Lim Kah Wai’s latest flm presents a textured mosaic of life in present-day Osaka
Dir/scr: Lim Kah Wai. Japan-Malaysia. 2020. 158mins
Present day Osaka is a melting pot of hopes and dreams; the meeting hub of a multitude of individuals from Japan and from all over wider Asia who have migrated to the city to make a life for themselves. And at times, it feels as if this overstuffed, multi-stranded drama is trying to cram every single one of them into its two-and-a-half-hour-plus running time. But although the sheer numbers of characters and stories means that none are explored in much depth, this mosaic portrait of a city has a pacy energy which maintains audience engagement.
Cinematography paints an interesting and textured portrait of a city which is not always kind to its residents
This is the eighth feature from Malaysian-born, Osaka-based writer and director, Lim Kah Wai, who, with films such as Magic And Loss and New World, has repeatedly mined the theme of outsiders’ views of countries not their own. The pan-Asian approach of this film, which touches on kinship and differences, racism and the pressures on migrants, should ensure that it connects with audiences across the region at further festivals and showcases. Yet with its thumbnail sketch stories, the picture might find it harder to claim the attention of audiences further afield; particularly those without shared cultural references.
The discovery, and subsequent police investigation and television reporting, of the skeletal remains of a woman in a home in an Osaka neighbourhood is a thread which is woven through many of the disparate stories in the film. It’s a neat device, both tying together the vignettes and, rather ominously, suggesting that lives can closely co-exist but still not be missed when they are snuffed out. One such life is Iida (Jakujaku Katsura), the neighbour of the woman who died, who buffers himself against loneliness by hiring his services as a ‘middle-aged man for rent’ to anyone needing odd jobs done.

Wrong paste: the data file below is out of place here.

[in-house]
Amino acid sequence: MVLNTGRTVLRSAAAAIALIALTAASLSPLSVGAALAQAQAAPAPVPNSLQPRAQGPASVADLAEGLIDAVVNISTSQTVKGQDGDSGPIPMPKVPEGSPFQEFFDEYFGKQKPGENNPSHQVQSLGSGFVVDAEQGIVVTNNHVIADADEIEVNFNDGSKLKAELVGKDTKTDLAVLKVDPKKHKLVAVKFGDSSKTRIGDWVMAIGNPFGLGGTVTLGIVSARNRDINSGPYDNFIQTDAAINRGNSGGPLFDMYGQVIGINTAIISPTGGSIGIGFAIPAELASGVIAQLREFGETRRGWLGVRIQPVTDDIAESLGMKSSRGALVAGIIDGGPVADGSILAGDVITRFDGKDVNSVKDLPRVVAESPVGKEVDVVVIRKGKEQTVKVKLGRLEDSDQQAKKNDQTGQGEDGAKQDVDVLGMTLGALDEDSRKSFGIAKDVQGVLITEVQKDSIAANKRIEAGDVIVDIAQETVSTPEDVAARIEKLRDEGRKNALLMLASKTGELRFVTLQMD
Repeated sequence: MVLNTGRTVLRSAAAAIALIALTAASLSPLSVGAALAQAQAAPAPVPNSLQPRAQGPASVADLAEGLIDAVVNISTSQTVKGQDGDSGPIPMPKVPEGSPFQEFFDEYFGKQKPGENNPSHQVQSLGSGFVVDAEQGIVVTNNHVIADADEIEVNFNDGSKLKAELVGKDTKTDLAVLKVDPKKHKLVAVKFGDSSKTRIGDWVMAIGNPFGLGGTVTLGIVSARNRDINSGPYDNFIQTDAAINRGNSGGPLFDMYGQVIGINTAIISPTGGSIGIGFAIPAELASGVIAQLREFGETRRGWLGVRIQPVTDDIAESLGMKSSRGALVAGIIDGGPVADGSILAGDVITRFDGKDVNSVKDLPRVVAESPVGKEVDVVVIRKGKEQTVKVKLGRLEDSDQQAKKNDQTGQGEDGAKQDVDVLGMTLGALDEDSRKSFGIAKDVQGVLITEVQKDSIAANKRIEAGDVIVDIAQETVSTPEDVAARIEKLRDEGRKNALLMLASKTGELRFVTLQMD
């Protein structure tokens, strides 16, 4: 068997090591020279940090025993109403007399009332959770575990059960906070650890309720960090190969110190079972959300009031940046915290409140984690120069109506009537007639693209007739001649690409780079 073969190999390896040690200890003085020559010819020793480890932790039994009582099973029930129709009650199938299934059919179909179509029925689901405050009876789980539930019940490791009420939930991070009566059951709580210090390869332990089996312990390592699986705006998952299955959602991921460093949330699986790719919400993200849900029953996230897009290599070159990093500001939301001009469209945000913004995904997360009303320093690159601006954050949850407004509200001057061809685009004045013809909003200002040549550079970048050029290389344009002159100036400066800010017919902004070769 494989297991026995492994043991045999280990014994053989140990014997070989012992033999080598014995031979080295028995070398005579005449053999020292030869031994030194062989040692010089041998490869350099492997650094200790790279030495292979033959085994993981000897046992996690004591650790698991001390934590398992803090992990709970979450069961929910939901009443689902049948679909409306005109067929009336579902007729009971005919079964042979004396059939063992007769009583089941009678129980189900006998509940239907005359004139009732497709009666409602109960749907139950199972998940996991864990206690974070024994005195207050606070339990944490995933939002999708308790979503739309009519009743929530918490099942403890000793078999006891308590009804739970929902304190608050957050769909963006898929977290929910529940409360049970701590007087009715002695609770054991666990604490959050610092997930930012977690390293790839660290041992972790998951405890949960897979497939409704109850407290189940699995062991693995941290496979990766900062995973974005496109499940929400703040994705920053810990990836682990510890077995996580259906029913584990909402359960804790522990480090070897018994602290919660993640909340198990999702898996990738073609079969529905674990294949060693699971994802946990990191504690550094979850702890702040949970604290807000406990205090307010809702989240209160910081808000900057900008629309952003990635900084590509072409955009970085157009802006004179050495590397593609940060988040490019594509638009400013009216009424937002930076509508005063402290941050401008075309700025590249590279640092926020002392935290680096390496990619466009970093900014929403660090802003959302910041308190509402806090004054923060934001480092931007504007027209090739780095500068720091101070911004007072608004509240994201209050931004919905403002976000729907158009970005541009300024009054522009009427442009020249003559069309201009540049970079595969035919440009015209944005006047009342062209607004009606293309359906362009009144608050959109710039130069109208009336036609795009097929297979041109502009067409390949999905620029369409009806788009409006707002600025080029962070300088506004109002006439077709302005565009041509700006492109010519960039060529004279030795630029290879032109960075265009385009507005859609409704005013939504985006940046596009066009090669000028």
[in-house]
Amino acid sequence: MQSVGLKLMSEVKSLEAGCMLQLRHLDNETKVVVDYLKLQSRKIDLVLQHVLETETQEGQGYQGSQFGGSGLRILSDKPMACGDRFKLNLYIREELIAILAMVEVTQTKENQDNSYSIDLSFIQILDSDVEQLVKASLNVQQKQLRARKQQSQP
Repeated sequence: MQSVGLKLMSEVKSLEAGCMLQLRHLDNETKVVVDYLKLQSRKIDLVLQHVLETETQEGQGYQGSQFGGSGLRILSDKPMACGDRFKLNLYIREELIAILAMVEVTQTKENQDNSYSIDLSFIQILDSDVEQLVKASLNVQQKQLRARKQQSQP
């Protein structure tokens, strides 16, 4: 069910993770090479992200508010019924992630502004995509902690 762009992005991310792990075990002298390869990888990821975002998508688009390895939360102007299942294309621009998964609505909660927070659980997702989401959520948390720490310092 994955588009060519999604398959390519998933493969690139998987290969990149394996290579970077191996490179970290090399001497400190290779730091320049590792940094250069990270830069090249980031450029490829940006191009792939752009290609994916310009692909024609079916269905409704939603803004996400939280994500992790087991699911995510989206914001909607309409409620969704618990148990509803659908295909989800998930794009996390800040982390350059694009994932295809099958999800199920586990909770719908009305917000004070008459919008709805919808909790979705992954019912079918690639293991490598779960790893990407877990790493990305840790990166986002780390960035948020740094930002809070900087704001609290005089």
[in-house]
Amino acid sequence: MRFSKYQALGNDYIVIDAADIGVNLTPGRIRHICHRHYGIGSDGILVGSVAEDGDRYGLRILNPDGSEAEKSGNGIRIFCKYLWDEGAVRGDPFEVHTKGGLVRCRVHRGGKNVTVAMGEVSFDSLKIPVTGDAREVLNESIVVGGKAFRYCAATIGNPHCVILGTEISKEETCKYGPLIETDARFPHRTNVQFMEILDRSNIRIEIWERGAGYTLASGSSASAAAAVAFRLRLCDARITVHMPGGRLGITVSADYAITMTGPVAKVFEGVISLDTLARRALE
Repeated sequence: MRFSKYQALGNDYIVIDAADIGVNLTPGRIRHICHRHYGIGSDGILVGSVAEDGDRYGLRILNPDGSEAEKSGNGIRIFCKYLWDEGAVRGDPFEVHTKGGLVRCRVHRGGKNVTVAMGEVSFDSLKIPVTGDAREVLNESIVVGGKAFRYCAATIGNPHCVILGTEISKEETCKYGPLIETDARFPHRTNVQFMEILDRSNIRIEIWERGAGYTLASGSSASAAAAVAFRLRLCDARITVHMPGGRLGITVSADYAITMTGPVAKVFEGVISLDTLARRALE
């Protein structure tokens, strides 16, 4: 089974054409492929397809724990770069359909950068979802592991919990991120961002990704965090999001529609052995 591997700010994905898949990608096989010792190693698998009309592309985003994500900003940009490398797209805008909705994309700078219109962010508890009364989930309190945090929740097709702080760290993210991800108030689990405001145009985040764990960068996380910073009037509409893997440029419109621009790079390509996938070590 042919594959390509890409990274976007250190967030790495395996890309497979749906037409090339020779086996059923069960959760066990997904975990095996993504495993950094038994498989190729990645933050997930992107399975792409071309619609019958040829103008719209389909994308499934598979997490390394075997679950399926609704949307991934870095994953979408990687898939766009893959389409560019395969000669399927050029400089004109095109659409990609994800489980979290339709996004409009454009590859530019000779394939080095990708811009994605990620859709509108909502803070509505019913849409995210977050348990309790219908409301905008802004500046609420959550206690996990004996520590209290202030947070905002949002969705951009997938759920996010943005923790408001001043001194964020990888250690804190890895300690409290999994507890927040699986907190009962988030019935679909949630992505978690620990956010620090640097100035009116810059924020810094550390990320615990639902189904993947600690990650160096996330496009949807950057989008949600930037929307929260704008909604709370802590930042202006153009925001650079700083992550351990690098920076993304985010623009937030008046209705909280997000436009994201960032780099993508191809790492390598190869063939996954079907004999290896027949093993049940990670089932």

In the same neighbourhood, Mimi (Nang Tracy), a student from Burma, is working two part time jobs and fending off the attentions of her boss in order to pay her school fees. She works alongside Nam (Lien Binh Phat),who is desperate to return to Vietnam to visit his sick mother but is told that his contract forbids him from leaving Japan for three years.
As with any itinerant community, sex is currency. Four Korean prostitutes arrive in town with their pimp; a Taiwanese porn-obsessive (played by Tsai Ming-liang’s regular collaborator Lee Kang-sheng) barely seems to leave a sex shop and Mayumi (Manami Usamaru), a Japanese girl from out of town, is nearly hustled into acting in a porn movie and then, having extricated herself from this, tries and fails to make big bucks as a night club hostess. On the more romantic end of the sexual spectrum is Nepali refugee Mousan (Mousam Gurung), who is having an endearingly tender affair with neglected married woman Yoshiko (Makiko Watanabe). There’s a lot going on, even before we get to the Malaysian businessman, the Chinese tour group and the bi-racial man who works in a car park.
While the music choices tend to keep the tone of the film chipper and upbeat, the cinematography paints a more interesting and textured portrait of a city which is not always kind to its residents. Osaka, however, is the most complex character in the film; elsewhere there are a few too many cultural stereotypes. There are also missed opportunities: a shared meal, for example, between a Chinese tourist and a Taiwanese visitor, which is entirely taken up with a discussion of the respective merits of Wechat and Facebook, feels like time which could have been more productively spent.
Production Company: Cinema Drifters
International Sales: Add Oil Films, email@example.com
Producer: Lim Kah Wai
Cinematographer: Koichi Furuya
Editor: Lim Kah Wai
Production Design: Tatsuaki Fujiwara
Music: Takashi Watanabe
Starring: Nang Tracy, Lee Kang-sheng, Manami Usamaru, Seiji Chihara, JC Chee, Mousam Gurung, Lee Kwang Soo, Lien Binh Phat, Shogen, Orson Mochizuki, Makiko Watanabe, Jakujaku Katsura